Memory usage


I am trying to understand when memory allocations are cleared. When I run a problem requiring large memory use, I have discovered that it is not freed until I use the garbage collector (GC.gc()), or shut down the REPL. Take the following example:

function func(n)
A = rand(n,n)

I would assume that when execution is done, memory is freed. However, this is not the case. If I afterward change the input to something requiring much smaller allocations, e.g., func(200), high memory usage is still reported (in activity monitor and by htop (Mac user)). Is the only solution to run gc manually?

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Hey, welcome to the community.
Please consider putting your code between two ``` to make it more readable.

And as for you question, you can run Julia with --heap-size-hint=<size> to make Julia’s gc more eager to act. More information can be seen with --help :

 --heap-size-hint=<size>    Forces garbage collection if memory usage is higher than that value.
                            The memory hint might be specified in megabytes(500M) or gigabytes(1G)

Also yes, the only solution to run gc manually is GC.gc().

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Basically, the GC does not start to clear memory until it starts running out of memory. The option mentioned above describes the limit where this starts to occur.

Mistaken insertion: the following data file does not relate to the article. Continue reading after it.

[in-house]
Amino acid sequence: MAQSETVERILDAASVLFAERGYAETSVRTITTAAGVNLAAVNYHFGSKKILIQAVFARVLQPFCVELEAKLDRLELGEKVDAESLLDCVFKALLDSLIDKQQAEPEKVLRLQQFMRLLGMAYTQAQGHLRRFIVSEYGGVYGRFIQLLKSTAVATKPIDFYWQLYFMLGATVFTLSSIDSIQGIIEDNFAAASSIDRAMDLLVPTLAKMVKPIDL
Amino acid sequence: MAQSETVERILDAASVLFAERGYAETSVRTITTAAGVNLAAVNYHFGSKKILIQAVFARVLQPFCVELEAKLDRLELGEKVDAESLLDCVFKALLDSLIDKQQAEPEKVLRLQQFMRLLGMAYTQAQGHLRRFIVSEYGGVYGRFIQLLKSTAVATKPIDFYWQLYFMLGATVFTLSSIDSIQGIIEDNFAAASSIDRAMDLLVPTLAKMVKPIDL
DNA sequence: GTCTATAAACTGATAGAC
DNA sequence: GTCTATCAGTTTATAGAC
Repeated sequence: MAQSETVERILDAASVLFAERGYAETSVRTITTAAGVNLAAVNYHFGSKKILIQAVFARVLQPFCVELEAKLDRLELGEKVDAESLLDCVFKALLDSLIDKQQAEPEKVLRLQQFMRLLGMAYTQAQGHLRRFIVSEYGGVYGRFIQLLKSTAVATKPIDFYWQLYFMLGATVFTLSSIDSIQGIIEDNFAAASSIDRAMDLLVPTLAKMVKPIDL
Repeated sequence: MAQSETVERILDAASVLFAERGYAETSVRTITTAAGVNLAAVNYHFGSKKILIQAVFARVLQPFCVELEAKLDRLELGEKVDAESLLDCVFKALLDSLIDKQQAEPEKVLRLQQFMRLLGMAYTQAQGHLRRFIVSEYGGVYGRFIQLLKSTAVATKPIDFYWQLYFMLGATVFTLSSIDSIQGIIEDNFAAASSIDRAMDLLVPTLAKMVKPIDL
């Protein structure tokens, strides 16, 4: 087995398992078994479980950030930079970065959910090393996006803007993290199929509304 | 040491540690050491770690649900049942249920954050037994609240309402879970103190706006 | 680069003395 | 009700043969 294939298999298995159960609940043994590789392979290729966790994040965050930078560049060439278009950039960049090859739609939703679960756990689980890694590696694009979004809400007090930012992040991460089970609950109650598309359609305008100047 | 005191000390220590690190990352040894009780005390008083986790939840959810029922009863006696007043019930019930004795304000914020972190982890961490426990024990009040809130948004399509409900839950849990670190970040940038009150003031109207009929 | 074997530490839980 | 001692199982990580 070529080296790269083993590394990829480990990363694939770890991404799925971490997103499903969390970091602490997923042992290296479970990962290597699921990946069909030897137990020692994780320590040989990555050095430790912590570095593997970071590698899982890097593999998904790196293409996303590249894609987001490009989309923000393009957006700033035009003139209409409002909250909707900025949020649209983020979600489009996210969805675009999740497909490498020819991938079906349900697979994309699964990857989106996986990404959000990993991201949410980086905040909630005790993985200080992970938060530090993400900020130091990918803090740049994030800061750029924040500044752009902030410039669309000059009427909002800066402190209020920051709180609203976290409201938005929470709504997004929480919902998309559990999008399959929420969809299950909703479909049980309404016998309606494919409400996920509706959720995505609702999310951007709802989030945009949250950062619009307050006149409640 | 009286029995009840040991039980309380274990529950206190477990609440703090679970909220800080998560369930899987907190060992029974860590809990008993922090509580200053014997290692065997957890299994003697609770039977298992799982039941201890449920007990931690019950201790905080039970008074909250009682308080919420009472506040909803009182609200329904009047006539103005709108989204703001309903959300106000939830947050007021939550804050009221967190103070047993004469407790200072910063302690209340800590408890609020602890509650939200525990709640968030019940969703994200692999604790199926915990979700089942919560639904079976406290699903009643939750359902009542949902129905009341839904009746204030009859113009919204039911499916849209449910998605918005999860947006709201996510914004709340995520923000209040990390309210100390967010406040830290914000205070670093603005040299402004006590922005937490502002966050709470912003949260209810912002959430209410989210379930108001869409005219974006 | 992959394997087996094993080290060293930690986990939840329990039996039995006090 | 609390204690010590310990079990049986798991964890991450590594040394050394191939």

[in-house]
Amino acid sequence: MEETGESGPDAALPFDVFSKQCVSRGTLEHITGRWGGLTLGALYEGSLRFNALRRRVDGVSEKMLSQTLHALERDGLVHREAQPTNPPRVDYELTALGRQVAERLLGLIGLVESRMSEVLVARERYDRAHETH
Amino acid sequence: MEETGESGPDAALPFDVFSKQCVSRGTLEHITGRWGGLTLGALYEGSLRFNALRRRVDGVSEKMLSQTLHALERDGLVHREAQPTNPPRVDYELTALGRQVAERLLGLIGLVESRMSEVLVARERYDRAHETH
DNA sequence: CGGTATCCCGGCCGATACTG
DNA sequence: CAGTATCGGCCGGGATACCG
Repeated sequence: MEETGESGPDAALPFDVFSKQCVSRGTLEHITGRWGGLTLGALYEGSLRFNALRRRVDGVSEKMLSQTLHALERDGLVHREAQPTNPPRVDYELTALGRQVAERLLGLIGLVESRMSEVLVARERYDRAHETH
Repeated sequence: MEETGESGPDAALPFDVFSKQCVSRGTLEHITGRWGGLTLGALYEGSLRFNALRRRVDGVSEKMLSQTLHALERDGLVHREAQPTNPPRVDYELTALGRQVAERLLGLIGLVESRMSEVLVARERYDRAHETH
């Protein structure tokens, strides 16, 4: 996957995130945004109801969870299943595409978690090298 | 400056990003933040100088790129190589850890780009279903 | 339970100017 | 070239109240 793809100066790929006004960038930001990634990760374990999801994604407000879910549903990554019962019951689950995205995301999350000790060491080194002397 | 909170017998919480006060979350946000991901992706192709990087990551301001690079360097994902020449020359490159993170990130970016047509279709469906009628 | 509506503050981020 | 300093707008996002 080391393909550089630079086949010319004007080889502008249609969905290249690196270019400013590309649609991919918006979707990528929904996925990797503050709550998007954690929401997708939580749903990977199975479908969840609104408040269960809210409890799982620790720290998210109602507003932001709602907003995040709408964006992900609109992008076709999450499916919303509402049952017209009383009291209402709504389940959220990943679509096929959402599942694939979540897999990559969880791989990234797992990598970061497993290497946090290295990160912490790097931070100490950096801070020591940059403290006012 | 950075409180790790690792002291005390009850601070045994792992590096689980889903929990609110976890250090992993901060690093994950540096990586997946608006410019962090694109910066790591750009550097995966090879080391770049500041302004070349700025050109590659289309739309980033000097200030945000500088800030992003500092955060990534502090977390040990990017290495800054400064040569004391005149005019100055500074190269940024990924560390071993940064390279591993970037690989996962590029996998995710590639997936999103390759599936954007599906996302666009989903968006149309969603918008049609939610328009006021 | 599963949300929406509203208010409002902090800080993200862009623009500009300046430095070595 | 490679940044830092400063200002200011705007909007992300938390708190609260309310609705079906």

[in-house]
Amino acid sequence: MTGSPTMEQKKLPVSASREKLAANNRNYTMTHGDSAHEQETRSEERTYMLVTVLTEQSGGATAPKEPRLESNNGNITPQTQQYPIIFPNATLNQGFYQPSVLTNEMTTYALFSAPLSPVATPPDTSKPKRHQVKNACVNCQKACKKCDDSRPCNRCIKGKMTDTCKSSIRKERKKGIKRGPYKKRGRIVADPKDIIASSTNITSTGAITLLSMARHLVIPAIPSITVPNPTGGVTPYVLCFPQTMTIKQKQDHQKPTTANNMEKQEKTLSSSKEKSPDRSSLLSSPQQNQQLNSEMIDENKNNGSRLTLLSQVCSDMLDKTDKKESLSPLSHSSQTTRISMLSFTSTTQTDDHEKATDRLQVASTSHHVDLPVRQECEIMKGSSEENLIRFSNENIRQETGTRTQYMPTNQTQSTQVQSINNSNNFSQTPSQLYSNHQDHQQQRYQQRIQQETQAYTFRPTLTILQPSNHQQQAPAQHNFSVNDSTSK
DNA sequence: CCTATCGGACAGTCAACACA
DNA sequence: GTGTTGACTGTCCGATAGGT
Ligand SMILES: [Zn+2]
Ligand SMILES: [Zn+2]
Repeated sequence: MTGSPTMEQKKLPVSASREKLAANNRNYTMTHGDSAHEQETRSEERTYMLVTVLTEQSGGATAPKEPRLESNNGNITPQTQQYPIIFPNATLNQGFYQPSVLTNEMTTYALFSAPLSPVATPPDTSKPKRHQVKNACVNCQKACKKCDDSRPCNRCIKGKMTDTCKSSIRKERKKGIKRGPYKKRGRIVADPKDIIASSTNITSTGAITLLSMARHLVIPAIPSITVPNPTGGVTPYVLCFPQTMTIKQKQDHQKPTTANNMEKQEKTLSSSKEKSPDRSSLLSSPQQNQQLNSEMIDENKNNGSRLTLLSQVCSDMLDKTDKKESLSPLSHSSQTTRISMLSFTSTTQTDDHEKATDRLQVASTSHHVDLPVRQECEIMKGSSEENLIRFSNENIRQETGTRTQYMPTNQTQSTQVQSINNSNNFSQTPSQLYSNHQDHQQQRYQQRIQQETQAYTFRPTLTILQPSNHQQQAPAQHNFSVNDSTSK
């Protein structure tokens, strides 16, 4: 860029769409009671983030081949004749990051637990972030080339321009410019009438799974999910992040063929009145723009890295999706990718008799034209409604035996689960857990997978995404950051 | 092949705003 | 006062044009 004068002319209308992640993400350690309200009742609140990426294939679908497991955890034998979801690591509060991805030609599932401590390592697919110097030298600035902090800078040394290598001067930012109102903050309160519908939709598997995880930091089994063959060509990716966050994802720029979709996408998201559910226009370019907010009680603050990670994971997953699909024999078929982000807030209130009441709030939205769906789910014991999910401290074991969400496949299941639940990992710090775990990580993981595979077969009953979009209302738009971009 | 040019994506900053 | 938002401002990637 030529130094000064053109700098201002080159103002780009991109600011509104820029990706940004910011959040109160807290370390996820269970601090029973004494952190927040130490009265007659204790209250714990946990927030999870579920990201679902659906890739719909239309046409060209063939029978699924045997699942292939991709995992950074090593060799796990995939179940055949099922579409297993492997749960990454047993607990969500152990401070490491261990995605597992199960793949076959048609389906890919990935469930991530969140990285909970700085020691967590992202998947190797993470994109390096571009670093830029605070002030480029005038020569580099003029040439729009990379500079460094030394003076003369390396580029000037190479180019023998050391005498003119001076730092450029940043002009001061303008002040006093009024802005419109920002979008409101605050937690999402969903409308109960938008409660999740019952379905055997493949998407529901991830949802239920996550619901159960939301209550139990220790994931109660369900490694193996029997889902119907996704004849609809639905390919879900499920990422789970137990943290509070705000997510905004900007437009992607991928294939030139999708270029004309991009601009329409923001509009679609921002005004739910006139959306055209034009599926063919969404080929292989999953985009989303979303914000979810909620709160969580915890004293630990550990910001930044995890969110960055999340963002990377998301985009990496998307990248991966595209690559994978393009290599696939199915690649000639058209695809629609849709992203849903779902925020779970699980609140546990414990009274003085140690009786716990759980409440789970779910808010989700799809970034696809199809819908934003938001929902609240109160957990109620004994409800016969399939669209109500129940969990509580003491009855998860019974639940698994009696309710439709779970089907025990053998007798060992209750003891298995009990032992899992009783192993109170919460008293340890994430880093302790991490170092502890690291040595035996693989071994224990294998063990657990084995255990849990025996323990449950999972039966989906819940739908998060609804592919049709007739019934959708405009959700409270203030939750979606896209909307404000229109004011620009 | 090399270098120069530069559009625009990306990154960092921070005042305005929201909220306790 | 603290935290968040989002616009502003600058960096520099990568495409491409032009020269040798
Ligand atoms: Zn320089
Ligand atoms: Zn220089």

I believe it’s very unusual to run GC manually, not something I would recommend worrying about. Rather avoid allocating if you can and need to do that. And conrol when allocated.

Often it’s no problem if Julia does use much memory. Note, if GC runs and you see lower number it’s likely NOT returned to the OS (I think maybe never, still not sure, will just be less memory to scan, still part of Julia’s virtual memory?), for other processes.

What triggers GC is only Julia “running out” or actually if it feels using too much, and this is implementation defined. In the future, this feeling could be more aggressive. In Java there are many different GC implementations to choose from. Julia could adopt a new one.

One new already added to Julia (but then it was dropped before 1.10 was released) is very intriguing, based on MemBalancer, which is very intriguing, because then if a different process, Julia or not (e.g. a web browser), can influence Julia to do GC.

Memory is a global property of the system, why this is a good and surprising development, that it can actually work (already implemented in GC by web browsers, and soon, hopefully, in Julia after bug fixed).